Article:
Liverpool were poised to wrap up their two-week search for a manager later on Thursday by completing the signing of Brendan Rodgers from Swansea.
Rodgers, 39, was offered the Anfield job on Wednesday and his employers at the Welsh club have agreed to release the highly rated coach from his position at the Liberty Stadium.
The last obstacle to the deal is the amount of compensation due to Swansea, who tied Rodgers to a new three-and-a-half year contract in February.
Reports said Liverpool are expected to pay Swansea up to £5 million (6.3 million euro, $7.8 million) in compensation once terms are agreed later Thursday.
Rodgers, who is expected to sign a three-year deal at Liverpool, will be formally unveiled on Friday, bringing an end to a saga which has rumbled on since the sacking of Kenny Dalglish earlier this month.
"Following on from discussions with Liverpool's owners, Brendan has informed us that he would like to take up their offer to manage Liverpool," Swansea chairmain Huw Jenkins said.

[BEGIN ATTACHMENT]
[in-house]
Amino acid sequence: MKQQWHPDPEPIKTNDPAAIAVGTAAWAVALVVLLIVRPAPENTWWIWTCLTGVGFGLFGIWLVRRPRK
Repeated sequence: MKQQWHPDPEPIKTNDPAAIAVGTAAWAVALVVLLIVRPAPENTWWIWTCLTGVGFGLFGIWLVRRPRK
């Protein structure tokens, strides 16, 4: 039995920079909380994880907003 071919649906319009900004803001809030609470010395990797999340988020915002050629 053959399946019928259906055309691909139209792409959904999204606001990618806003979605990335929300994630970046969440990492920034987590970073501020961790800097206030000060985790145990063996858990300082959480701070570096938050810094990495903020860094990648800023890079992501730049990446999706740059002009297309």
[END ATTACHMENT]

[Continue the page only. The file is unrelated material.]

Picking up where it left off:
"At the moment we are currently in talks with the owners to agree compensation. We are trying to finalise that within the next 24 hours."
Rodgers emerged as the favourite for the Liverpool job on Tuesday after the club's owners contacted Swansea. Wigan manager Roberto Martinez had previously been in the frame for the position.
"Although we are very disappointed to lose such a talented, young British manager, we didn't wish to stand in his way," Swansea chairman Jenkins added. "As always at Swansea City, we want people working here who are fully committed to the task ahead.
"We wish Brendan every success in the future. We will always remain good friends and we thank him for all his hard work and passion at this football club over the past two years.
"We shall now refocus and quickly start the process of finding his replacement to continue the great work Brendan has carried out at this football club."
Rodgers will be given the task of resurrecting Liverpool's fortunes, with the immediate priority a swift return to Champions League football.
It follows an eighth-place finish in the Premier League this season that was the worst for 18 years, with their lowest points tally since 1953-54.